The doctrine of Indoor management, popularly known as the Turquand's rule initially arose some 150 years ago in the context of the doctrine of constructive notice. The doctrine of constructive notice of a company's public documents was, of course, abolished prospectively. The rule was partly dictated by practical necessity - persons contracting with a company were not expected to spend their time checking that any required resolutions had properly been passed, at meetings that had been correctly convened, by directors whose appointments had been duly made.
The rule in Turquand's Case can operate in relation to any contractual obligation but has over the years frequently been raised in respect of a document to which the company's seal has been affixed. Professor Gower, summarizing the common law position in 1969, stated:
"[Where] the third party receives a document sealed in the presence of the appropriate individuals as stated in the articles of association, he is entitled to rely on its formal validity. Even if the board have never resolved that the document be sealed, he will be protected for he is not entitled to see the minutes of the board meeting which relate to a matter of 'indoor management' and has no means of checking whether the internal regulations have been complied with"  . In India, under the Indian Companies Act 1956, the rule has been recognized under s-290 and impliedly under s-81. The principle of indoor management is one of justice, equity and good conscience and has emerged out of the concept of Agency. The Indian Courts have been applying the Doctrine quite frequently and modifying according to the case in hand.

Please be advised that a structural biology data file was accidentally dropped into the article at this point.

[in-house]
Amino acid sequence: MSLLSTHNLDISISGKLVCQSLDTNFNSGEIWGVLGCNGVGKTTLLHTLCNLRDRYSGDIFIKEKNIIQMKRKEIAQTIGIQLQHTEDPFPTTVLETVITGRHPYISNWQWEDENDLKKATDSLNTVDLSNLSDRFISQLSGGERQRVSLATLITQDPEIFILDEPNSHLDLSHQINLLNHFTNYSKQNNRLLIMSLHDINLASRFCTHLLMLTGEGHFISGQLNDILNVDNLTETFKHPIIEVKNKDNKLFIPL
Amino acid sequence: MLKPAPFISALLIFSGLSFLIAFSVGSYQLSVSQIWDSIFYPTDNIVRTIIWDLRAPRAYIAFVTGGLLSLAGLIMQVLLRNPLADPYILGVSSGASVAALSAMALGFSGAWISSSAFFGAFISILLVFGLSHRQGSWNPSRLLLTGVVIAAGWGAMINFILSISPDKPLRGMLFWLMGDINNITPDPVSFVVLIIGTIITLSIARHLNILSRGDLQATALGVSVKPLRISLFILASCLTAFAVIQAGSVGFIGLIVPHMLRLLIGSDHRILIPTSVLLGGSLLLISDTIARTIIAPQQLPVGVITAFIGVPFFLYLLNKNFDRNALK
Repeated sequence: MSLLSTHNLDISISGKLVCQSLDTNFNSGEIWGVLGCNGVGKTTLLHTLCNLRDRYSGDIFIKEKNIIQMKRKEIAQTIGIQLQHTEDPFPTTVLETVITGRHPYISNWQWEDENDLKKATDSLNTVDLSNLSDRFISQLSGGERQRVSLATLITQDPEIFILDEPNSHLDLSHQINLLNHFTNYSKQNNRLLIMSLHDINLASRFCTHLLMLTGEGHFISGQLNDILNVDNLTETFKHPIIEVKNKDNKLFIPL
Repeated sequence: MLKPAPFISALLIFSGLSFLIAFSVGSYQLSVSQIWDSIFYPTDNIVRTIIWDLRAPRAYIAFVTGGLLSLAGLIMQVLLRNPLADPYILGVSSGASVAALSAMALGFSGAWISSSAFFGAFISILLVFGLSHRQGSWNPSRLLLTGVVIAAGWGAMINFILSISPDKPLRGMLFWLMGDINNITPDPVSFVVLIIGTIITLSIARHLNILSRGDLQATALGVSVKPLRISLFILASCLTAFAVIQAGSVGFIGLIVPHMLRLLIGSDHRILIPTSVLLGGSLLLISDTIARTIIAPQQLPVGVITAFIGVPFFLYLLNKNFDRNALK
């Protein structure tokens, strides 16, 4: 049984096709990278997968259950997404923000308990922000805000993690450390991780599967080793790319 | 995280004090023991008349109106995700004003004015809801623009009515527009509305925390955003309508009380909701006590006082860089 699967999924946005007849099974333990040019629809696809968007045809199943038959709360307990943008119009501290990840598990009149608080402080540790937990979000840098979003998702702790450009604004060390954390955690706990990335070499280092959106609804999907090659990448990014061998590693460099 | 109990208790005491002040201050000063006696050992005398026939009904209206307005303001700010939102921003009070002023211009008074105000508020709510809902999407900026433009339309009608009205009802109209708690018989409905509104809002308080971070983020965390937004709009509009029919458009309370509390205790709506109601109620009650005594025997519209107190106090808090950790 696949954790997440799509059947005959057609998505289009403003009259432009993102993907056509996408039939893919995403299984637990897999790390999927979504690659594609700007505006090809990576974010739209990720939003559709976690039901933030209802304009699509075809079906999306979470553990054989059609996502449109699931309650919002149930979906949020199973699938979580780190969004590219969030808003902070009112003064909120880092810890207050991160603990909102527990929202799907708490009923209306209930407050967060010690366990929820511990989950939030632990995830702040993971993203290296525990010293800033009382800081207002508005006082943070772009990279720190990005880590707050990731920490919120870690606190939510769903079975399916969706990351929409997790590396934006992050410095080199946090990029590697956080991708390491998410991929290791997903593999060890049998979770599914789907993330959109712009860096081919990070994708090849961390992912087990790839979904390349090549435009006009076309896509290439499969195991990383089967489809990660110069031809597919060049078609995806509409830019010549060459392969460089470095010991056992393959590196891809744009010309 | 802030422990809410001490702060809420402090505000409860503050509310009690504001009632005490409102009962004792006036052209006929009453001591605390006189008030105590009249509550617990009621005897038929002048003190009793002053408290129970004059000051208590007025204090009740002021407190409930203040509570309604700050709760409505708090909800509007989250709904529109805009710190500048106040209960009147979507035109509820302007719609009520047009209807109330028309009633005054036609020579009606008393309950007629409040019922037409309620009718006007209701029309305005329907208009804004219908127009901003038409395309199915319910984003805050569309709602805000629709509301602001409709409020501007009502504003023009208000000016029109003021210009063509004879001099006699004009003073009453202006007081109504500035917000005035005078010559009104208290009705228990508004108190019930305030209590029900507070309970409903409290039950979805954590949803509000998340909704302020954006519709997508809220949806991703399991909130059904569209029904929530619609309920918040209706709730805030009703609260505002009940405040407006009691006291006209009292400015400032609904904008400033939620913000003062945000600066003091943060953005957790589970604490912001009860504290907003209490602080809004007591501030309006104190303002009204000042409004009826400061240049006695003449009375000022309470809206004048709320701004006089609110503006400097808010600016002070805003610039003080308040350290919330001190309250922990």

The Paper seeks to answer how far the Turquand Rule has been instrumental in protecting the interests of outsiders transacting bona fide with a company. An endeavor has also been made to find out the application of the rule and its ramifications in the modern context.
Indoor management: An antithesis to...
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